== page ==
COX-2 inhibitors unlikely to prevent prostate cancer


A recent Phase II trial of the COX-2 inhibitor celecoxib (Celebrex/Pfizer) showed that this agent “had no effect on intermediate biomarkers of prostate carcinogenesis.”

The enzyme cyclooxygenase-2 (COX-2) has been looked at as a potential target for the prevention of several forms of cancer, including prostate cancer. Antonarakis et al. have recently reported results from a randomized, double-blind, Phase II clinical trial designed to investigate the effect of celecoxib on drug-specific biomarkers from prostate tissue obtained at the time of radical prostatectomy.

The trial enrolled patients with localized prostate cancer which met the following criteria: Gleason sum ≥ 7, PSA level ≥ 15 ng/ml, clinical stage T2b or greater, or any combination with greater than 45 percent risk of capsular penetration. The patients were randomly assigned to treatment  with celecoxib 400 mg twice daily or a placebo (sugar pill) for 4 to 6 weeks before their radical prostatectomy.

The primary endpoint of the trial was the difference in prostatic prostaglandin levels between the two groups. Secondary endpoints were differences in the expression of the COX-1 and COX-2 enzymes; oxidized DNA bases; and markers of proliferation, apoptosis, and angiogenesis. Tissue celecoxib concentrations also were measured. Tertiary trial endpoints were drug safety and compliance.

The results of the trial showed that:

  • 73 patients agreed to participate in the trial, and 64 were randomly assigned and included in the intent-to-treat analysis.
  • There were no treatment-related differences in any of the primary or secondary outcomes.
  • Tumor tissue examined after surgery had significantly lower levels of expression of the COX-2 enzyme than benign tissue from the same prostate, and significantly higher levels of the proliferation marker Ki-67.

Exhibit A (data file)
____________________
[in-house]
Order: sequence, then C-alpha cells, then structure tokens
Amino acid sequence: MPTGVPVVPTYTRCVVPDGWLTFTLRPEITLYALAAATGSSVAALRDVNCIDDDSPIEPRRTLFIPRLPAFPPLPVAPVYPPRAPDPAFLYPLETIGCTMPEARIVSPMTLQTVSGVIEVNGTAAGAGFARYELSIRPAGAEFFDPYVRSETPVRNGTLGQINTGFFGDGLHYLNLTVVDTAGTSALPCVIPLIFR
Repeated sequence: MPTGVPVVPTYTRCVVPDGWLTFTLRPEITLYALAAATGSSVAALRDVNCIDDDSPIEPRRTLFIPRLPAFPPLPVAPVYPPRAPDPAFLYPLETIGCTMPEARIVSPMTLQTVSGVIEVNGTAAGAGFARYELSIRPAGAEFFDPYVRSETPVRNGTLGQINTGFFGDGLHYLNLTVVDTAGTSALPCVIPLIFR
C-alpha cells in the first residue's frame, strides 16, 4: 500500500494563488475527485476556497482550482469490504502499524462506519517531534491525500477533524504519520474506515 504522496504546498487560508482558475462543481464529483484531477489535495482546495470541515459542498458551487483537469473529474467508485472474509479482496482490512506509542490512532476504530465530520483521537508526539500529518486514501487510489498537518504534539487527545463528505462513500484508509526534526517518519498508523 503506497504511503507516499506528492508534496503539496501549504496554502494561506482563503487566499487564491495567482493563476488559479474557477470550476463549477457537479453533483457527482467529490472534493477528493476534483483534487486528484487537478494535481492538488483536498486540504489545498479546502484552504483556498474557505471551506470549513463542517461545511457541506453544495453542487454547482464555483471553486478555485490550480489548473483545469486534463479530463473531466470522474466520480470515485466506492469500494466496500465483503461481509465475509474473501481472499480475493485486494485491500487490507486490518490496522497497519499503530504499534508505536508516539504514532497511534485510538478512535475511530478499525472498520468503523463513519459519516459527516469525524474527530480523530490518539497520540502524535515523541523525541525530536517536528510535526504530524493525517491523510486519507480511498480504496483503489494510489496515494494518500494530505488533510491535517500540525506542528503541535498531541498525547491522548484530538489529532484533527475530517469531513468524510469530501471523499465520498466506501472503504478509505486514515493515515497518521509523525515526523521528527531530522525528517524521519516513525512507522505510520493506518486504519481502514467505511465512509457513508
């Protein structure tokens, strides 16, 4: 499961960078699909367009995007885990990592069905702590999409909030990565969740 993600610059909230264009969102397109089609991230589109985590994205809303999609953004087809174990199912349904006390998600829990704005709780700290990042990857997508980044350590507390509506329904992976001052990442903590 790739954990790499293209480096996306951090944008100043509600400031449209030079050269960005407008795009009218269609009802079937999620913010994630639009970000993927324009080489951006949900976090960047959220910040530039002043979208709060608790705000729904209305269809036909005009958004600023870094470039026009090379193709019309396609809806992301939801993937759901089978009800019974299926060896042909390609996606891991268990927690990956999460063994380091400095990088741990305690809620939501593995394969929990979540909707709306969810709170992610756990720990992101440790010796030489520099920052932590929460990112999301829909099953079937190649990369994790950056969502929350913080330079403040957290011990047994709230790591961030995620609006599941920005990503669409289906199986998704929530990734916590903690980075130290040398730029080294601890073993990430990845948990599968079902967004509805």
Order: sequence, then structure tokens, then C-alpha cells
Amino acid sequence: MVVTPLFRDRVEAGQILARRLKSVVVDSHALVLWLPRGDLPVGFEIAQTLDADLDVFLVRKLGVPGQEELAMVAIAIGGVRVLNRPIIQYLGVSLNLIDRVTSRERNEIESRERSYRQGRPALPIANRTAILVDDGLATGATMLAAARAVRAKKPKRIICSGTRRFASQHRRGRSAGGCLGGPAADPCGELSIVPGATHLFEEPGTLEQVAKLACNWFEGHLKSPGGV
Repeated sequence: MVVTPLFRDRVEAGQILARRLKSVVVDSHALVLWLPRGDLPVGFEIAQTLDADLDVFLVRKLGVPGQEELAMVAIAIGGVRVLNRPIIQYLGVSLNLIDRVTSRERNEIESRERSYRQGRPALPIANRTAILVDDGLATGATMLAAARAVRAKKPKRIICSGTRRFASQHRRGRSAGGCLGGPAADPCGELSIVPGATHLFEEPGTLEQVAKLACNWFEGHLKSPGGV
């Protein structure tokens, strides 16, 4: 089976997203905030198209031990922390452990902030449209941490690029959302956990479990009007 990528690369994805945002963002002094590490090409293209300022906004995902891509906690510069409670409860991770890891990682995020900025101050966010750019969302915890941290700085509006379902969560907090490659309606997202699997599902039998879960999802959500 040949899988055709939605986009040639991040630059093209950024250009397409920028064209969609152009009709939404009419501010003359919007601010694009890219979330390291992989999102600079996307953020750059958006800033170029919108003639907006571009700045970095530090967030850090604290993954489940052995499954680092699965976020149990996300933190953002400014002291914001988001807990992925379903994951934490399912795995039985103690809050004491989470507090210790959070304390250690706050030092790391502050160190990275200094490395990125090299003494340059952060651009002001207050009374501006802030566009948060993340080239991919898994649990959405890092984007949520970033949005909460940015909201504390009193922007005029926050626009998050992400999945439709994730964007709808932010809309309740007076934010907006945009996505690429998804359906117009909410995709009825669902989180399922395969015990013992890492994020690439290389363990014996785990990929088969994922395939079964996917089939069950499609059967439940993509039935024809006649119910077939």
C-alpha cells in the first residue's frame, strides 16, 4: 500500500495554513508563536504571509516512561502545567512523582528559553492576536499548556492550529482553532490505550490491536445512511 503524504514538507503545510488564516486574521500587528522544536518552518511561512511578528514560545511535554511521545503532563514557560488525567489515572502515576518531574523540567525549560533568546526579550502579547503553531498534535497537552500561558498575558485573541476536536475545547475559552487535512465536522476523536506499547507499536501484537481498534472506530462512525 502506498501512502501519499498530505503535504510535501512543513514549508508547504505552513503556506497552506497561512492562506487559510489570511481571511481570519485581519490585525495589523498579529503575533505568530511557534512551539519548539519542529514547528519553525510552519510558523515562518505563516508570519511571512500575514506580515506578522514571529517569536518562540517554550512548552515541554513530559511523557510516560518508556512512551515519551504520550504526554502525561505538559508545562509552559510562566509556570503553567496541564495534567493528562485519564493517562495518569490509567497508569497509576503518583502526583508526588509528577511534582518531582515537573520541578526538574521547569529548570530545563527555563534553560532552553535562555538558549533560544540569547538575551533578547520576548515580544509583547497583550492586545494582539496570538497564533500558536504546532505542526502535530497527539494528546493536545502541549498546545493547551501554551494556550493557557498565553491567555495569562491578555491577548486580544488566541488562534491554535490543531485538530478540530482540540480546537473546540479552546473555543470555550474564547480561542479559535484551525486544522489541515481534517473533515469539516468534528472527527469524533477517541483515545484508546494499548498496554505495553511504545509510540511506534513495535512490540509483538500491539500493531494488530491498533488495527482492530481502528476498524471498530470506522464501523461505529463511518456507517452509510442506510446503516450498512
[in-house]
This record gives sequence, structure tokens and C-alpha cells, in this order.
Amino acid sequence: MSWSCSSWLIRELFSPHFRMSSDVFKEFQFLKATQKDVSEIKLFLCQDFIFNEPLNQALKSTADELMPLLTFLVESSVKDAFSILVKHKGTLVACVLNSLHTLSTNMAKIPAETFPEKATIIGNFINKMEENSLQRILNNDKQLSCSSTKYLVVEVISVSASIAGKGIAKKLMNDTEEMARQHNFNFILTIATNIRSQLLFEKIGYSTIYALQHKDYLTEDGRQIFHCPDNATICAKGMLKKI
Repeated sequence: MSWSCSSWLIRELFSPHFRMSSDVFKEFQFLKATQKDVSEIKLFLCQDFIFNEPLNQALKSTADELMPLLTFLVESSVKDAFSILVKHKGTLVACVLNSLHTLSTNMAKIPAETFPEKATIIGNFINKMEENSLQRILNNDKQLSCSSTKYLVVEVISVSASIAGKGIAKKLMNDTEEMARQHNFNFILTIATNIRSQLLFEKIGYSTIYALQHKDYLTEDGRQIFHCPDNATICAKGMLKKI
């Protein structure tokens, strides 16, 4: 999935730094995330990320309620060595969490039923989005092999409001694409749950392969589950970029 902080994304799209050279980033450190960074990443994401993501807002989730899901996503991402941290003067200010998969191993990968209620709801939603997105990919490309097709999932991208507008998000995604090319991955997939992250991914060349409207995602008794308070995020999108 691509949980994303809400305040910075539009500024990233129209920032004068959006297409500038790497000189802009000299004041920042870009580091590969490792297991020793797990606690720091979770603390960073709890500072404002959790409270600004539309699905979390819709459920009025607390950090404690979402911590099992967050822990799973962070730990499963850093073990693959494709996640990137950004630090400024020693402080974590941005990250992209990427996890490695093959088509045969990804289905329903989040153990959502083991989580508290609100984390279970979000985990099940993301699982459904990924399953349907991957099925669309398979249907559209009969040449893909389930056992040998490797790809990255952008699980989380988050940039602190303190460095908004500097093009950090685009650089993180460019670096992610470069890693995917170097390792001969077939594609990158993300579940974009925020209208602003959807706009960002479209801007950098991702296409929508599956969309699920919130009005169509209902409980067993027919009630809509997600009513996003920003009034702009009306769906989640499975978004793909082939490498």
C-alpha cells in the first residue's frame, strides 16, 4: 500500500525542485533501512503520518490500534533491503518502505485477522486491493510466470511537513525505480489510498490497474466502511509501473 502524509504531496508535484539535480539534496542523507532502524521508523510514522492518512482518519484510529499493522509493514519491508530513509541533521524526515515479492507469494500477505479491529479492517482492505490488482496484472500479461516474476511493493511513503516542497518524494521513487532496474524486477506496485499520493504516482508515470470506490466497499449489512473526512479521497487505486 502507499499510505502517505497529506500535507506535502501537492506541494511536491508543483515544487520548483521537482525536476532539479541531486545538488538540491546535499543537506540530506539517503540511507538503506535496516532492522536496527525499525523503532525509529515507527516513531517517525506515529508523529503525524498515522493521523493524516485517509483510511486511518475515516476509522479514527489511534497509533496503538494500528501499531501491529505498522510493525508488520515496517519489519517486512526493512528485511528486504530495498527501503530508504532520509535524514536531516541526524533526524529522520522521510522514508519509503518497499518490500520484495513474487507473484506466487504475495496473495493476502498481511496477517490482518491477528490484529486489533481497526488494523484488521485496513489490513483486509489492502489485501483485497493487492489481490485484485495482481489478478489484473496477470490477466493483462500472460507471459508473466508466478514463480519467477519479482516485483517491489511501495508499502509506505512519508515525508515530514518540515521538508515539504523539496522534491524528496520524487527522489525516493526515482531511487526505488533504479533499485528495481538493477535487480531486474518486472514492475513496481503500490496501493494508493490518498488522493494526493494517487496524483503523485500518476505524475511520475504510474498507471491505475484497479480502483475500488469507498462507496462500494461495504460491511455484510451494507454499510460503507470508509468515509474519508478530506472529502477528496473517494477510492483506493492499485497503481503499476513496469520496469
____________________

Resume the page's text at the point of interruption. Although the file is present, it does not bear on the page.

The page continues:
• Celecoxib was measurable in the prostate tissue of patients on treatment, demonstrating that celecoxib reached its target.
  • Treatment with celecoxib was safe and resulted in only mild (grade 1) side effects.

The authors conclude that, “Treatment with 4 to 6 weeks of celecoxib had no effect on intermediate biomarkers of prostate carcinogenesis, despite the achievement of measurable tissue levels.” They go on to state that, “We caution against using celecoxib 400 mg twice daily as a preventive agent for prostate cancer in additional studies.”

Since we already know that the COX-2 inhibitors are associated with a range of potentially serious cardiovascular side effects (which led to the withdrawal of Vioxx from the market in the USA some years ago), the use of a COX-2 inhibitor to prevent prostate cancer would have needed to demonstrate massive potential impact on risk  for prostate cancer to overcome the potential for known side effects. This study would certainly appear to suggest that the potential is small, and far from massive!

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